Learning Loss and Unfinished Learning: Bridging the Gap

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Student Success
Reading Time: 4 minutes

Paul Coats is a Senior Lecturer in the Department of Spanish and Portuguese at Indiana University


Many students experience learning loss after prolonged breaks in their learning path, whether due to holidays, course scheduling, extreme weather events, or global pandemics. It is a challenge that behooves both the student and the instructor to step up in their own ways, particularly in courses that build on the content and concepts learned in previous classes. But the question is, when students are missing some of the basic building blocks needed for success in a course, how can we as educators bridge the gap?

The Student Perspective

An instructor needs only to put themselves in the shoes of their previous life as a student. Imagine jumping into an intermediate Spanish class after having spent three years without so much as practicing your “¡Hola!” Think about entering the second semester of organic chemistry after returning from a summer-long trip volunteering in Haiti. How about discovering that your high school pre-calculus class did not in fact prepare you for your college-level calculus class? The prospect is disheartening, if not utterly frightening.

Students, when faced with such an outlook, do not expect to have any help. Rather, they anticipate anything from an initial learning curve to a semester-long struggle in which they must go it alone. As best they can, they use what little materials remain from the last class they took on the subject. The idea that their instructor might assist in guiding their review would be an unexpected and welcomed offer.

Address Learning Loss. Where to Start?

Now that we have established the very real need that students have to review previous content, coupled with high levels of motivation and low expectations for assistance, one would be hard-pressed to find a more fertile ground for improvement. This need not be a daunting task for the instructor. Rather, it can be viewed as an area where the sky is the limit, but where a stepstool is appreciated.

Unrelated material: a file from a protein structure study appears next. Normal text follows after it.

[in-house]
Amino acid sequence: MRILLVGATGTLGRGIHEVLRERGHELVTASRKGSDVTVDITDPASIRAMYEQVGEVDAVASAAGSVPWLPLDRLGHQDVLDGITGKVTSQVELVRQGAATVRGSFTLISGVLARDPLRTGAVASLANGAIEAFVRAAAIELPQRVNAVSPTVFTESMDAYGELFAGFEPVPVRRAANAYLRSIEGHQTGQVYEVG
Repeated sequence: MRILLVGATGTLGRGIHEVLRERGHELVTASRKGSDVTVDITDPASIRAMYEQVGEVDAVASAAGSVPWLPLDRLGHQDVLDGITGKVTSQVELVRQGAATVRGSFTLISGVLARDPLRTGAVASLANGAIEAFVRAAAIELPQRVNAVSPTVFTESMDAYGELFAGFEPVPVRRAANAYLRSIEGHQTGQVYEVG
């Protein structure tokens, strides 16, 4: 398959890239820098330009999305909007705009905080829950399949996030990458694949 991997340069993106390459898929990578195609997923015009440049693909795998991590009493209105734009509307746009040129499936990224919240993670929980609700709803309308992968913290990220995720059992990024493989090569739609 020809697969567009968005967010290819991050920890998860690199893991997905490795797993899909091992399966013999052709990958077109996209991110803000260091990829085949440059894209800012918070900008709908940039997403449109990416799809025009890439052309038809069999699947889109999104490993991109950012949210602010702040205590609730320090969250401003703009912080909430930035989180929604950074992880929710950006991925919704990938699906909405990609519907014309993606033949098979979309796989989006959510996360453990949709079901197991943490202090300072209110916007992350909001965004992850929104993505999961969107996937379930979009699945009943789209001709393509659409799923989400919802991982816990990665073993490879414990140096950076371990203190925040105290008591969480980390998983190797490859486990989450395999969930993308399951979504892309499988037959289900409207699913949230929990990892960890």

Depending on the course structure and the topics being studied, the means and application of review will vary. The level of intervention is what first must be decided on, and this can be universally applied. Do you have time constraints in your course? An inflexible syllabus or schedule that cannot be modified, with every module already packed to the gills? Or do you simply not have the time to make major modifications yet?

Many instructors find themselves in such a situation. This does not preclude you from including helpful means of bridging the gap for your students. Below are a few things you can do to address learning loss and prepare your students for success, whether you have very little time or have a summer-long course development grant with time to spare.

Light but Effective

You know better than anyone else what students need to know before they can successfully traverse your course. Students, on the other hand, may consider a review which consists of reading over their old textbook from cover to cover, or memorizing their scrawled notes with little context. So, break it down for them to help make their review more efficient. Target the key concepts or skills needed as building blocks for the new content. This can be as simple as adding a list of page numbers to review before each module or concept. It is a task which takes very little work and can make all the difference to a student whose original go-to was to frantically leaf through a 2,000-page textbook and nearly as many pages of their own notes.